7. Transient Analysis
In addition to the steady state analysis, the transient approach is fundamental to fine tune the system with regard to equipment sizing, as well as to define with accuracy and reliability, the gas transportation system. It is in this step that we consider everything that is available such as delivery profiles, pressure limits, performance maps for compressors and gas turbines, heat transfer be-tween pipe and soil, elevation profile, etc.
With every detail available introduced in the complete model with the exception of compressor and gas turbine performance maps, we can perform a preliminary transient study to define the per-formance maps for the design condition which will apply for every compressor station.
The main advantage of this analysis is to forecast, operate and detect any operation problem that may come up.
A complete transient analysis is then carried out from the design condition backward to the first year of operation. The performance of the compressor stations allocated from the steady state analysis is checked for each year of operation for the scenarios considered, but now considering the delivery profiles. In some cases we realized that the station allocation from steady state had to be changed to cope with transient scenarios.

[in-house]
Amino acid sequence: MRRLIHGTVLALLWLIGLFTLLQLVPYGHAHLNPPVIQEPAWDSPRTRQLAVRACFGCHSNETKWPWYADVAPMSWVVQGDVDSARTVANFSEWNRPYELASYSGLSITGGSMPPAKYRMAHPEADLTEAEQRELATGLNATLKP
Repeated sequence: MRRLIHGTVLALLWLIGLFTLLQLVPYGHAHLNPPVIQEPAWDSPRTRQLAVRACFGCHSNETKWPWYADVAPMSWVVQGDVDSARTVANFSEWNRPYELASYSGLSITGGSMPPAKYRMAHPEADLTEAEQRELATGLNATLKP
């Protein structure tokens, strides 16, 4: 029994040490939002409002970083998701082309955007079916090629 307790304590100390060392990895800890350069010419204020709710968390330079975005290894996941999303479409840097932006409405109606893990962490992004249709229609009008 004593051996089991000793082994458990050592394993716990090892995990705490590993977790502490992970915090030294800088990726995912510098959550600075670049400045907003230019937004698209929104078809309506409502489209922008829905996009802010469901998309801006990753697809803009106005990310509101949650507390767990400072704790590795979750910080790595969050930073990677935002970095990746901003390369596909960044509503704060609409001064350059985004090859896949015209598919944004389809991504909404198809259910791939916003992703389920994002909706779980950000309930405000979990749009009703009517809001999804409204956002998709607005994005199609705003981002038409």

This analysis was extremely important for the project because we could see well in advance the need of capital investment to guarantee the ship or pay and take or pay contracts without any risk for the future, as well as better define the transportation cost involved in those scenarios.
7.1 Delivery Profiles
7.2 Schedule of Compressor Stations Installation
7.3 Equipment Detailed Characterization
The turbo compressors previously selected from the transient analysis are shown in the fig-ures below. In the bid document we gave the option for the manufacturers to propose 3, 4 or 5 turbo compressor per station allowing different sizes for the compressor and driver, and the best choice proved to be the one defined from the transient analysis, which is 4 units per station in parallel ar-rangement. For performance maps see item 9.1.
7.4 Transthermal Evaluation
The transient analysis was performed with transthermal mode keeping the discharge gas temperature of the compressor station at 125 F (51.6 C) maximum.
8. Transient versus Steady State With Load Factor